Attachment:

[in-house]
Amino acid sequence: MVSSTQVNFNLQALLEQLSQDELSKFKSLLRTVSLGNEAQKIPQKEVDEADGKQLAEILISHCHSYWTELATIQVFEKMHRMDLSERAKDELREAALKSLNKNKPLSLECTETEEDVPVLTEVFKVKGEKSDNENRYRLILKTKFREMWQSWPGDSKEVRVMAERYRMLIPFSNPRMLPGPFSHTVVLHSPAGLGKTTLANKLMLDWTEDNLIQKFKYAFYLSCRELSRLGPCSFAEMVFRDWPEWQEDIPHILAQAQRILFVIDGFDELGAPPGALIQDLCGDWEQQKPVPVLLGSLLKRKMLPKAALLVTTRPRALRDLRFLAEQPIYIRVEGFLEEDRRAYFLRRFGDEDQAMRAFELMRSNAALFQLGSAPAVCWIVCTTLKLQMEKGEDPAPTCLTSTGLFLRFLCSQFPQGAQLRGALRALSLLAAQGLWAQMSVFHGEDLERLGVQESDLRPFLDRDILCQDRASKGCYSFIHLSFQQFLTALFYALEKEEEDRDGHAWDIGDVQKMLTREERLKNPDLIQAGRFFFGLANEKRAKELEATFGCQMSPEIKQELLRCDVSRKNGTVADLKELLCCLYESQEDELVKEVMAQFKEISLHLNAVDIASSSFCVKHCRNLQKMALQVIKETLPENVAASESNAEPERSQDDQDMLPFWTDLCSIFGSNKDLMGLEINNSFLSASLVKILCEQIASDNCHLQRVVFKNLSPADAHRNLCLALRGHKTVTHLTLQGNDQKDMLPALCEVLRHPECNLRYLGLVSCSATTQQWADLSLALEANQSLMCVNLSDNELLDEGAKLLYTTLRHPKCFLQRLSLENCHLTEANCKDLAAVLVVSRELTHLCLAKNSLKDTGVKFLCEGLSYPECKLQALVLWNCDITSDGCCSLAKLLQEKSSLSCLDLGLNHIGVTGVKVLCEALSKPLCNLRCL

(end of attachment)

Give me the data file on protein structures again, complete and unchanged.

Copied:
[in-house]
Amino acid sequence: MVSSTQVNFNLQALLEQLSQDELSKFKSLLRTVSLGNEAQKIPQKEVDEADGKQLAEILISHCHSYWTELATIQVFEKMHRMDLSERAKDELREAALKSLNKNKPLSLECTETEEDVPVLTEVFKVKGEKSDNENRYRLILKTKFREMWQSWPGDSKEVRVMAERYRMLIPFSNPRMLPGPFSHTVVLHSPAGLGKTTLANKLMLDWTEDNLIQKFKYAFYLSCRELSRLGPCSFAEMVFRDWPEWQEDIPHILAQAQRILFVIDGFDELGAPPGALIQDLCGDWEQQKPVPVLLGSLLKRKMLPKAALLVTTRPRALRDLRFLAEQPIYIRVEGFLEEDRRAYFLRRFGDEDQAMRAFELMRSNAALFQLGSAPAVCWIVCTTLKLQMEKGEDPAPTCLTSTGLFLRFLCSQFPQGAQLRGALRALSLLAAQGLWAQMSVFHGEDLERLGVQESDLRPFLDRDILCQDRASKGCYSFIHLSFQQFLTALFYALEKEEEDRDGHAWDIGDVQKMLTREERLKNPDLIQAGRFFFGLANEKRAKELEATFGCQMSPEIKQELLRCDVSRKNGTVADLKELLCCLYESQEDELVKEVMAQFKEISLHLNAVDIASSSFCVKHCRNLQKMALQVIKETLPENVAASESNAEPERSQDDQDMLPFWTDLCSIFGSNKDLMGLEINNSFLSASLVKILCEQIASDNCHLQRVVFKNLSPADAHRNLCLALRGHKTVTHLTLQGNDQKDMLPALCEVLRHPECNLRYLGLVSCSATTQQWADLSLALEANQSLMCVNLSDNELLDEGAKLLYTTLRHPKCFLQRLSLENCHLTEANCKDLAAVLVVSRELTHLCLAKNSLKDTGVKFLCEGLSYPECKLQALVLWNCDITSDGCCSLAKLLQEKSSLSCLDLGLNHIGVTGVKVLCEALSKPLCNLRCL